The Macdonald Stradivarius violin, named after one of its previous owners Godfrey Bosville, the third Baron Macdonald, failed to sell at its Sotheby’s auction for £27 million ($45 million) in June 2014.
Upon its sale, the Macdonald violin would have claimed the world record for the most expensive musical instrument. A record which currently belongs to another Stradivarius violin – the ‘Lady Blunt’, which was sold in June 2011 by the Nippon Music Foundation for £9.8m ($15.9m). In fact, Stradivarius instruments currently hold the top 5 ranks for the most valuable instruments in the world. The price for the Macdonald may seem steep in comparison to the Lady Blunt, but is in keeping with market indicators drawn from the previous sales of Stradivarius violins (1).
The Macdonald, however, is not the first Stradivarius violin that has failed to sell at auction. The Kreutzer Stradivarius violin recently failed to find a buyer in June 2014, during its sealed bidding process. This particular violin was discovered in the cupboard of the deceased heiress Huguette Clark, in 2011 and valued at £4.5m.
The recent failure of these old Italian violins to secure buyers does call into question the security of investing into a Stradivarius violin and why these old Italian violins are valued so highly.
Stradivarius Violin Price List
This list excludes the figures for violins sold in private sales.
The Christian Hammer – 1707. This Stradivarius violin attained its name from its first recorded owner; a Swedish collector known as Christian Hammer. It sold at Christies to an anonymous bidder for nearly £2.2million ($3.54m).
The Lady Blunt – 1721. As with most Stradivarius violins, this too was named after its first owner Lady Anne Blunt; granddaughter of Lord Byron. It was sold through Tarisio Auctions in 2011 for £9.8 million ($15.9 million), a price quadruple to the amount of the auction record for musical instrument held by the Molitor. The money went to Nippon Foundation’s Northeastern Japan and Earthquake Relief Fund.
Molitor – 1697. Rumoured to once have been owned by Napoleon Bonaparte, the Molitor set the previous record for the most expensive musical instrument sold at auction in 2010, selling for £2.2 million ($3.6 million) via Tariso Auctions.
Lady Tennant – 1699. This one predates Antonio Stradivari’s golden period by a year, but is still worth just over £1.2 million ($2 million) in 2005. It was previously in the ownership of the violinist Charles Philippe Lafont.
Baron Von Der Leyen – 1705. Selling for nearly $2.6 million, this Stradivarius violin follows suit with the relatives, gaining its name from its first owner; a German silk merchant.
Why is a Stradivarius violin worth so much?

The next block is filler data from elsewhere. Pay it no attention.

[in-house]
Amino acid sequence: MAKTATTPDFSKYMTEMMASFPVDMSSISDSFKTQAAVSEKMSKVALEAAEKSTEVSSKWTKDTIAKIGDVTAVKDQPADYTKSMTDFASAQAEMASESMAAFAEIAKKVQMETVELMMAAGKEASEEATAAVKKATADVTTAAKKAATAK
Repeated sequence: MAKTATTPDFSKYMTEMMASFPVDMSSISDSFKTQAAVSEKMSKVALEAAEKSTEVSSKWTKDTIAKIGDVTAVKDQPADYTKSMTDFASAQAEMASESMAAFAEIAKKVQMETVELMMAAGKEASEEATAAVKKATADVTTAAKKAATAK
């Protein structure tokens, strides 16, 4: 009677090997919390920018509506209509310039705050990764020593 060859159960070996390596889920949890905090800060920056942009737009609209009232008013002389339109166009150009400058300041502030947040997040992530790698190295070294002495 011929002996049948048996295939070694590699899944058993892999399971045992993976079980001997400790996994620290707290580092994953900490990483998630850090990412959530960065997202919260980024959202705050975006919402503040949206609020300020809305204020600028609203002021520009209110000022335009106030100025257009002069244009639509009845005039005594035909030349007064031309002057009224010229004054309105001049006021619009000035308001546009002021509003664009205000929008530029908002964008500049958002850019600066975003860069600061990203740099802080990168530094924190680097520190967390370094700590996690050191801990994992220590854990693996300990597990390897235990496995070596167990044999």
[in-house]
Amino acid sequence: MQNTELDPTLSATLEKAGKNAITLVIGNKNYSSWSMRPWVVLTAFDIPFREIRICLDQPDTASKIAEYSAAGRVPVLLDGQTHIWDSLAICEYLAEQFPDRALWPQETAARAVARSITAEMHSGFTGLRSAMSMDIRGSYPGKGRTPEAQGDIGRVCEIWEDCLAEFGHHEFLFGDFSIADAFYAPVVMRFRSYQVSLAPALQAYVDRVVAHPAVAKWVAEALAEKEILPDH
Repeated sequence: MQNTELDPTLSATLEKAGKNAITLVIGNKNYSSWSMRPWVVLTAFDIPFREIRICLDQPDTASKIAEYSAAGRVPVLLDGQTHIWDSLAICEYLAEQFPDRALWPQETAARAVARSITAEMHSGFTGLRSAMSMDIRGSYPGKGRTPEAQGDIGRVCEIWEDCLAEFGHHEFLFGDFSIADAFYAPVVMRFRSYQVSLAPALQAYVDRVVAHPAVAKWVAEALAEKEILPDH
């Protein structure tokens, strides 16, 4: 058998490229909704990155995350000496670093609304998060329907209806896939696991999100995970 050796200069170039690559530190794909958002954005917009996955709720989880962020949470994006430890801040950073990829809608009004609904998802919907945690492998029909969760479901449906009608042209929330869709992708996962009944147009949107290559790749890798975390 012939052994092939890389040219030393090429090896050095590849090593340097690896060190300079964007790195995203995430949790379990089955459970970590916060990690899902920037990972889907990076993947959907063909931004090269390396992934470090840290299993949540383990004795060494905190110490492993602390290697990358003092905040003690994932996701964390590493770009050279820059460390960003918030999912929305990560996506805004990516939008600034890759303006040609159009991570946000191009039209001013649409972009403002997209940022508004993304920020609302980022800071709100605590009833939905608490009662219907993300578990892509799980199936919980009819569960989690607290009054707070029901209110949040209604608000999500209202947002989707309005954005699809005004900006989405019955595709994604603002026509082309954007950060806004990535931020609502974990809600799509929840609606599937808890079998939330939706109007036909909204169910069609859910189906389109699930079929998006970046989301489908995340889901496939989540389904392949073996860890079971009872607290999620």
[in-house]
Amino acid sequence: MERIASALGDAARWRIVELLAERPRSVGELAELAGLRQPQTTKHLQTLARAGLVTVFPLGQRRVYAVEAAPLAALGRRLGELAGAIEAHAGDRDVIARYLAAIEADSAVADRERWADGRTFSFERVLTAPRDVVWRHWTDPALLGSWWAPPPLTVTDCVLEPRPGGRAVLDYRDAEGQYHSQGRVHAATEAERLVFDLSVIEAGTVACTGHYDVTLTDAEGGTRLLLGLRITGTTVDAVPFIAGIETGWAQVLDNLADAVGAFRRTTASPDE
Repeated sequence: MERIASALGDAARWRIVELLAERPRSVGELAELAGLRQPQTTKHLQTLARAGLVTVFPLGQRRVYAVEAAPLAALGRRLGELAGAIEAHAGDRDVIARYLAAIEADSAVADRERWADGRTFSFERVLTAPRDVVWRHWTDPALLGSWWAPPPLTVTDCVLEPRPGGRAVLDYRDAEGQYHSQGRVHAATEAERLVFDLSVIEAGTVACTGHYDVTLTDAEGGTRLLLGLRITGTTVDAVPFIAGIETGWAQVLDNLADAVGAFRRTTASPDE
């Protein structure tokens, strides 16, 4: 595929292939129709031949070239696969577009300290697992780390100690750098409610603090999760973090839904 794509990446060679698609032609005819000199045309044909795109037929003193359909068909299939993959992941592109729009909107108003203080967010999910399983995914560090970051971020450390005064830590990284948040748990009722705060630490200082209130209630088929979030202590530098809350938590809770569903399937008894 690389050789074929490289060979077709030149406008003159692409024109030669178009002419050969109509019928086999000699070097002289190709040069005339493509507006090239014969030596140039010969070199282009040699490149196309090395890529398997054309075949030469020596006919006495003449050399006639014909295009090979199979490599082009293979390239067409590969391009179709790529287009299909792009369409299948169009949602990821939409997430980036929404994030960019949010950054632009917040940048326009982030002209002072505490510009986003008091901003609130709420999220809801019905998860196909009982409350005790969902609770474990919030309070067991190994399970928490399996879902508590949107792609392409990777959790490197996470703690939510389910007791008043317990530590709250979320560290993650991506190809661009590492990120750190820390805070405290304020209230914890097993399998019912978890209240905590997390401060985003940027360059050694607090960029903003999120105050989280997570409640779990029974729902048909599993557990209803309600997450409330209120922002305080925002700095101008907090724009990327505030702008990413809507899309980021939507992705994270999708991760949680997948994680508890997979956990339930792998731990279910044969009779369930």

The previous owners of the Stradivarius violins, many of whom were Royal Patrons, have undoubtedly attributed to their desirability. However, the original worth of Stradivarius violins could be said to dwell within the master craftsmanship which is locked in each of Antonio Stradivari’s instruments.
Antonio Stradivari was one of the few celebrated musical instrument makers of his time and has remained so to this day. He began crafting violins around 1666, styling his models through Cremonese violin-making techniques, said to be developed from his supposed mentor Amati. These classic techniques were then evolved through his own revolutionary methods. The golden age of his career, during which the majority of his most precious instruments were crafted, is said to span from 1700 – 1720. Collectively, approximately only 650 original Stradivari instruments have survived from the master’s career, excluding the attributions made that have attempted to replicate his craftsmanship and bear his name. This gives Stradivari instruments an air of exclusivity and rarity which cannot be matched by other violins.
The intrinsic value placed within the Stradivarius violin has rapid growth in recent years. In 1964, the Stradivarius Macdonald violin was purchased for £50,000 by the Philips electronics company, owners of the Duetsche Grammophon, for a violist of the Amadeus Quartet, known as Peter Schidlof. Shidlof dubbed the Stradivarius violin the “Rolls Royce of instruments” (2) and kept possession of the Macdonald until his death in 1987, when it was inherited by his family who preserved the violin in its superbly well-maintained condition. However, the great leap in expectations of the price the Macdonald would fetch in its latest auction, seems to have been too much for even a Stradivarius violin to live up to.